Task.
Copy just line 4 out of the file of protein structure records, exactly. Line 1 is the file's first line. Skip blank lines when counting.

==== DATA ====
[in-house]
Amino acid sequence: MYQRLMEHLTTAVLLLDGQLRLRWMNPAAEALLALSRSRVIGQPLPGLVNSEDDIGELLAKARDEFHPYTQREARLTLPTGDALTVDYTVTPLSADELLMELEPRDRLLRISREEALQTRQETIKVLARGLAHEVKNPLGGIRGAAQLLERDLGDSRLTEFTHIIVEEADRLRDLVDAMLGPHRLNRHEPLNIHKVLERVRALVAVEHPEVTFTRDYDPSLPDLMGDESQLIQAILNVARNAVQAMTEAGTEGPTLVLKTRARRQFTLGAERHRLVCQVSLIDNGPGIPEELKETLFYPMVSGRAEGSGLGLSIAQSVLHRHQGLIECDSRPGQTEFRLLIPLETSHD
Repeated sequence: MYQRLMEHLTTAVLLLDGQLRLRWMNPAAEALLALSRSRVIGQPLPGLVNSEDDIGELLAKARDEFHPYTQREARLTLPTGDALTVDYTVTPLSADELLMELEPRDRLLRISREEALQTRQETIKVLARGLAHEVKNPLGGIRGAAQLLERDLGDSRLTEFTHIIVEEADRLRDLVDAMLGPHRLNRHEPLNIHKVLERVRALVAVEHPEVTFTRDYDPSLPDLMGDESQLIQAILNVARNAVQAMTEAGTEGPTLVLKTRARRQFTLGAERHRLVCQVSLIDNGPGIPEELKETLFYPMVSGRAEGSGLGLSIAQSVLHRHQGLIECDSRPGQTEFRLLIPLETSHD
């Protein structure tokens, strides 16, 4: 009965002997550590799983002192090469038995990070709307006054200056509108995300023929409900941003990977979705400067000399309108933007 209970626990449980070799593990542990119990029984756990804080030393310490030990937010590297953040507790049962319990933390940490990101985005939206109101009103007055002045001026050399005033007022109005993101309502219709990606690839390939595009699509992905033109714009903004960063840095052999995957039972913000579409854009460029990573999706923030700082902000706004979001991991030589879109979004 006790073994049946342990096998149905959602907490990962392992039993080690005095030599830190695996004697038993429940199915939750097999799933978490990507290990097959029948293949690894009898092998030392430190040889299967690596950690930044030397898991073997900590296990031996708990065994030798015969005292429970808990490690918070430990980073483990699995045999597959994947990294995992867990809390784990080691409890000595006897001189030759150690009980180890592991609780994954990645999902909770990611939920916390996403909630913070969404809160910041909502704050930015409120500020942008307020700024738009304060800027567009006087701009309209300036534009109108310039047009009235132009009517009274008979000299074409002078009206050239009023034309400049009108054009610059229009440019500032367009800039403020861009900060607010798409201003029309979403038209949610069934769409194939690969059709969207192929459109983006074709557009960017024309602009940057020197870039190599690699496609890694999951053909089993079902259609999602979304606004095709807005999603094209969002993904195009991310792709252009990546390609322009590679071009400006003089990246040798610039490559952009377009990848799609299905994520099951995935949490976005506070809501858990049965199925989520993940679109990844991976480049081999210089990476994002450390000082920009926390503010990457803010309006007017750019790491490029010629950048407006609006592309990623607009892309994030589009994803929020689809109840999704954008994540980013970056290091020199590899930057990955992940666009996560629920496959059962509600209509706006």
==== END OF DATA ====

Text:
């Protein structure tokens, strides 16, 4: 009965002997550590799983002192090469038995990070709307006054200056509108995300023929409900941003990977979705400067000399309108933007 209970626990449980070799593990542990119990029984756990804080030393310490030990937010590297953040507790049962319990933390940490990101985005939206109101009103007055002045001026050399005033007022109005993101309502219709990606690839390939595009699509992905033109714009903004960063840095052999995957039972913000579409854009460029990573999706923030700082902000706004979001991991030589879109979004 006790073994049946342990096998149905959602907490990962392992039993080690005095030599830190695996004697038993429940199915939750097999799933978490990507290990097959029948293949690894009898092998030392430190040889299967690596950690930044030397898991073997900590296990031996708990065994030798015969005292429970808990490690918070430990980073483990699995045999597959994947990294995992867990809390784990080691409890000595006897001189030759150690009980180890592991609780994954990645999902909770990611939920916390996403909630913070969404809160910041909502704050930015409120500020942008307020700024738009304060800027567009006087701009309209300036534009109108310039047009009235132009009517009274008979000299074409002078009206050239009023034309400049009108054009610059229009440019500032367009800039403020861009900060607010798409201003029309979403038209949610069934769409194939690969059709969207192929459109983006074709557009960017024309602009940057020197870039190599690699496609890694999951053909089993079902259609999602979304606004095709807005999603094209969002993904195009991310792709252009990546390609322009590679071009400006003089990246040798610039490559952009377009990848799609299905994520099951995935949490976005506070809501858990049965199925989520993940679109990844991976480049081999210089990476994002450390000082920009926390503010990457803010309006007017750019790491490029010629950048407006609006592309990623607009892309994030589009994803929020689809109840999704954008994540980013970056290091020199590899930057990955992940666009996560629920496959059962509600209509706006």